Posted: by HRNasty in Job Interview Tips, Recent Graduate, What HR Really Thinks, What Recruiters Really Think

phone interview

A by gone era of style, etiquette, and interesting HR

How you just blew your phone interview!

The phone interview determines whether or not you are going to move onto in-person interview.  You may have done your research and have prepared some great answers, but in the same way a lot of candidates lose me in the first 5 seconds of reviewing their resume, a lot of candidates lose me in the first 3 seconds the phone interview.  

I blogged about how to be successful in a phone interview earlier, but I forgot one important piece in that post.    

Three things will put me in a foul mood when it comes to recruiting but all are related to number 3 below: 

  1. Calling a candidate at a pre-arranged time for a phone interview and having to leave a voice mail.
  2. 10 minutes later I get a call from the candidate with an apology that they were on another call.  FYI, unless mom is in the hospital, I don’t care how hot the girl is, how cute the boy is, this is unacceptable.
  3. Hearing the phone pick up and the candidate deliver me a single “yeah” as the candidates greeting to me.

How you answer the phone sets the tone for the rest of the 30-minute phone call.  Your greeting is the first impression and if all I receive is a “Yeah” you are literally digging yourself out of a hole for the rest of the call.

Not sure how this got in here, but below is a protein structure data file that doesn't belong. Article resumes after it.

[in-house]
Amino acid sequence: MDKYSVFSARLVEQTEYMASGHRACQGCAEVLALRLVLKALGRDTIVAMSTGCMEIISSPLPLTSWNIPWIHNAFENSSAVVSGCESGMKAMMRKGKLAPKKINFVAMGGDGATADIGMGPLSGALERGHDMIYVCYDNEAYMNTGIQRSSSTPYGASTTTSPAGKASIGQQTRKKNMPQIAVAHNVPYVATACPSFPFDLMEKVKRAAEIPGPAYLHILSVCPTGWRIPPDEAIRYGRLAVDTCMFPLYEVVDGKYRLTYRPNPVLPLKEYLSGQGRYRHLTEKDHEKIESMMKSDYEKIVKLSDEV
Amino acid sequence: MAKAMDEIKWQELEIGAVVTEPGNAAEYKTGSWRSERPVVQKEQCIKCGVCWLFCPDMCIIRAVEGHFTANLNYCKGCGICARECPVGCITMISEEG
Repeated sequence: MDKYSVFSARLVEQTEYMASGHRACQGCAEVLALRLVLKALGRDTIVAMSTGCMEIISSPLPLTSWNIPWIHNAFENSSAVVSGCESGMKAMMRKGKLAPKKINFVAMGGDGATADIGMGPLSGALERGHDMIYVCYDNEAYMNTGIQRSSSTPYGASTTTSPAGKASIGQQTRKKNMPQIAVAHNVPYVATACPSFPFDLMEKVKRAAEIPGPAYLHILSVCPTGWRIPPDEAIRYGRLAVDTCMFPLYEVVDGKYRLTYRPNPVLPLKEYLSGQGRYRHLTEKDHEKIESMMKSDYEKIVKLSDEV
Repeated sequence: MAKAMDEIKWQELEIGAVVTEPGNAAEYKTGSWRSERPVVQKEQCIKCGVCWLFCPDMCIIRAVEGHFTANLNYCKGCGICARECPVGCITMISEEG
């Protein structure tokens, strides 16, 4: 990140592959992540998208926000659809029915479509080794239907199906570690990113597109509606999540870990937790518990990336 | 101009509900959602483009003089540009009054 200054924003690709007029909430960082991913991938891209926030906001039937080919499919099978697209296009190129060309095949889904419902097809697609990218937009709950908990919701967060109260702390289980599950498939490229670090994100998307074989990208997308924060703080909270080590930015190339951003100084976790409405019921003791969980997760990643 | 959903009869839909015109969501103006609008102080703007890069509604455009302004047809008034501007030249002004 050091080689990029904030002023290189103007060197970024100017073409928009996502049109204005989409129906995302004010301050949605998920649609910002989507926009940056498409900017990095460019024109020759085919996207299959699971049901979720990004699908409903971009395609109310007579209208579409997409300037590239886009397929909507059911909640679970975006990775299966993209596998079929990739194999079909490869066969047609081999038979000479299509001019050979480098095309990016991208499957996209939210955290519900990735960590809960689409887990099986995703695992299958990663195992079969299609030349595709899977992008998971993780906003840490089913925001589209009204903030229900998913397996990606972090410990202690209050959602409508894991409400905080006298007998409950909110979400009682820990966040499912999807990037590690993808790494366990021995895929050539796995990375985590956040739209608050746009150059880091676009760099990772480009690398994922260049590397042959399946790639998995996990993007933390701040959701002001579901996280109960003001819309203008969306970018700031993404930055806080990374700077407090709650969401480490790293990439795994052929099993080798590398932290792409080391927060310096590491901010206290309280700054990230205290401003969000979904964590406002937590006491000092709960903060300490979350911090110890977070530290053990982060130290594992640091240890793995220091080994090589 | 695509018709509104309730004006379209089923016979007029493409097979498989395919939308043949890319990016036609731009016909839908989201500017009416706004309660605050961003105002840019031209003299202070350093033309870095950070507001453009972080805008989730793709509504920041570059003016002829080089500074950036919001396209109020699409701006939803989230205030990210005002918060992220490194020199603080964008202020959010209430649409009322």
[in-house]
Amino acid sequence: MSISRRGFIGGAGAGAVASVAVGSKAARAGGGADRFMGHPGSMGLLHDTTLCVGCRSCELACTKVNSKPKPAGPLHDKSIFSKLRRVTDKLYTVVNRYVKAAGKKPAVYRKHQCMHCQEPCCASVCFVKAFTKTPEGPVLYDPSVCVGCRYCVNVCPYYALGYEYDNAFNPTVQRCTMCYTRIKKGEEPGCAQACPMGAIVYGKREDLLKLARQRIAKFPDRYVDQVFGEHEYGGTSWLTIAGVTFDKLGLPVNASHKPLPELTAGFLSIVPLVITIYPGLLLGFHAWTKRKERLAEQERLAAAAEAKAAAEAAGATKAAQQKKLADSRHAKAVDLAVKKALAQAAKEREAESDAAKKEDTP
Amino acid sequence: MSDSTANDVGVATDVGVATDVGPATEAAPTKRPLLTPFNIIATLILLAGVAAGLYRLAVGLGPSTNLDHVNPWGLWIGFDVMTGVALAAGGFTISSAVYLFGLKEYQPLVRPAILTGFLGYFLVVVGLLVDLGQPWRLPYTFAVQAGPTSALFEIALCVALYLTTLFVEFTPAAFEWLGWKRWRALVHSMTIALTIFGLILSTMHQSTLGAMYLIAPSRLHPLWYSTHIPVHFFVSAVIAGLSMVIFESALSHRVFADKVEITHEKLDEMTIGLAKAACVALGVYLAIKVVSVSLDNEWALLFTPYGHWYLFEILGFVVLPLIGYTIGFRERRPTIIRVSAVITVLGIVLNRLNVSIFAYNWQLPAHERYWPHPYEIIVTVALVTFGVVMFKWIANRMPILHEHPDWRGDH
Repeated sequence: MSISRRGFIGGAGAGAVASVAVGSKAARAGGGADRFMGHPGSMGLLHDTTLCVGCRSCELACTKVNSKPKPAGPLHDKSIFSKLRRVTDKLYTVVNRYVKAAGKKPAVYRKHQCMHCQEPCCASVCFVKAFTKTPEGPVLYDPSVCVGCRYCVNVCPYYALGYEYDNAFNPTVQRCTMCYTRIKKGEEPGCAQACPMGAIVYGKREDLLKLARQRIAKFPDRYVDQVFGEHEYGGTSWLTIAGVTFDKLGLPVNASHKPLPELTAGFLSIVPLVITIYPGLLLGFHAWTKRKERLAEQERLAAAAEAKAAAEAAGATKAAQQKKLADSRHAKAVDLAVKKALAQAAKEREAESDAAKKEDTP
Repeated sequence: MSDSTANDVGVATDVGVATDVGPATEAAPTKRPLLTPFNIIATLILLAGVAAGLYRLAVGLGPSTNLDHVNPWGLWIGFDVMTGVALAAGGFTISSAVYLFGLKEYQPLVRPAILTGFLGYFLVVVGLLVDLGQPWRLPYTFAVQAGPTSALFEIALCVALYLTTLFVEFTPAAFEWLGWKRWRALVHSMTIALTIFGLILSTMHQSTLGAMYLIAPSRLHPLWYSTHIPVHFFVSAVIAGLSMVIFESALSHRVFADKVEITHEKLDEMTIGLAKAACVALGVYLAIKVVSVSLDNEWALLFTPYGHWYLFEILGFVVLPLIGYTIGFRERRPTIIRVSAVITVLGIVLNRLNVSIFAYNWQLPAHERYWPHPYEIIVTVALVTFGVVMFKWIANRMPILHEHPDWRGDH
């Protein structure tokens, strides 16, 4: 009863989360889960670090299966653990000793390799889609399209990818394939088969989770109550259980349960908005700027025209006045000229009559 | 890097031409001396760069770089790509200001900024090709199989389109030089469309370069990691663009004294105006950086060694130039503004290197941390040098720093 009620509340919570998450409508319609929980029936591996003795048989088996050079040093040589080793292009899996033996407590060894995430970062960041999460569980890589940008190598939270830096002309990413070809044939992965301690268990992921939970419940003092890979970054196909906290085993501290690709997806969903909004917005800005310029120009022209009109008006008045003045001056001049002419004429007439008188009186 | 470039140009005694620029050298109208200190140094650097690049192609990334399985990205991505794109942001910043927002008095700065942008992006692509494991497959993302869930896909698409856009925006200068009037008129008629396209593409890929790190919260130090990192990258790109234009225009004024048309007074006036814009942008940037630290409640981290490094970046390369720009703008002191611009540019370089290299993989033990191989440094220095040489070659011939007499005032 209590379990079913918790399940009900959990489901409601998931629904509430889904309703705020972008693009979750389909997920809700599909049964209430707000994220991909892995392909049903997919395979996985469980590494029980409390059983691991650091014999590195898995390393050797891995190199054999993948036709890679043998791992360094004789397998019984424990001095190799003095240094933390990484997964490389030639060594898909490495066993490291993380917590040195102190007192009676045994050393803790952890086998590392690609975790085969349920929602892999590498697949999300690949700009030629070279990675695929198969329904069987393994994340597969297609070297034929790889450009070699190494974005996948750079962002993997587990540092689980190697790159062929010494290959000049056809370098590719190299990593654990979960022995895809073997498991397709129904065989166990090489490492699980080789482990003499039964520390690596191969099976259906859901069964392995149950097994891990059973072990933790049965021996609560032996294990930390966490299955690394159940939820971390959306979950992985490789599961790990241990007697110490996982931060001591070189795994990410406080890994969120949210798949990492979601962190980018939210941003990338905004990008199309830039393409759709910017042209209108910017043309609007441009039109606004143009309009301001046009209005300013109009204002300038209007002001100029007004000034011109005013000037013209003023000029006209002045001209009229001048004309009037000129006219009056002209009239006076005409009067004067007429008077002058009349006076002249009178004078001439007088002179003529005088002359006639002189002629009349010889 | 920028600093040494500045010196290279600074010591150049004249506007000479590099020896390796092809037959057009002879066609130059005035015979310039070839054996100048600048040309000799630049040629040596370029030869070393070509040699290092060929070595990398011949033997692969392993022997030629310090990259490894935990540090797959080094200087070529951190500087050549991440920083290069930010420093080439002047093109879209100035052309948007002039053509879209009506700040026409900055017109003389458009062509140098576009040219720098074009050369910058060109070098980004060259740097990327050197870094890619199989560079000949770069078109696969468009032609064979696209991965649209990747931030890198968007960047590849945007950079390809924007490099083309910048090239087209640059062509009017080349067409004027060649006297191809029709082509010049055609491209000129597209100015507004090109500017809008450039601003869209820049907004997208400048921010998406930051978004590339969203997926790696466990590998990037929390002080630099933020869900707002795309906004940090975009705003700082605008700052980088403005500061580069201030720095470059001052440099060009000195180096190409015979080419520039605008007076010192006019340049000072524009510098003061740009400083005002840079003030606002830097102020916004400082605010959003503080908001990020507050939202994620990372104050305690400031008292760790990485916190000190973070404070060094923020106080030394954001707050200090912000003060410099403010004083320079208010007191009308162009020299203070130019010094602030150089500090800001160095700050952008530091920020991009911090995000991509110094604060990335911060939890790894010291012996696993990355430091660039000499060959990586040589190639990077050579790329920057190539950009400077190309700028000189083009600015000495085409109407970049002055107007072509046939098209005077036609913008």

Call me an ass, but when I call for a phone interview at a pre-determined and agreed upon time, I am not looking to hear “Yeah” or an “Uhh hello” when the phone is picked up.

The greeting gives the impression of one, or all of the following:

  • The candidate has never heard a phone ring in their life and I picture them looking at some electronic doohickey with a confused look, wondering whether to pick up the phone or not. 
  • I am NOT the one they are expecting on the other line. 
  • They are expecting the caller to be a telesales person or a bill collector.  They were not looking forward to a potential phone interview.

After I hear the initial “Uhh yeah”, I try to give a hint by saying something to the following in my irresistible, engaging, magnanimous, outgoing and upbeat manner.   I am hoping I can generate some excitement so the next 30 minutes won’t be so painful: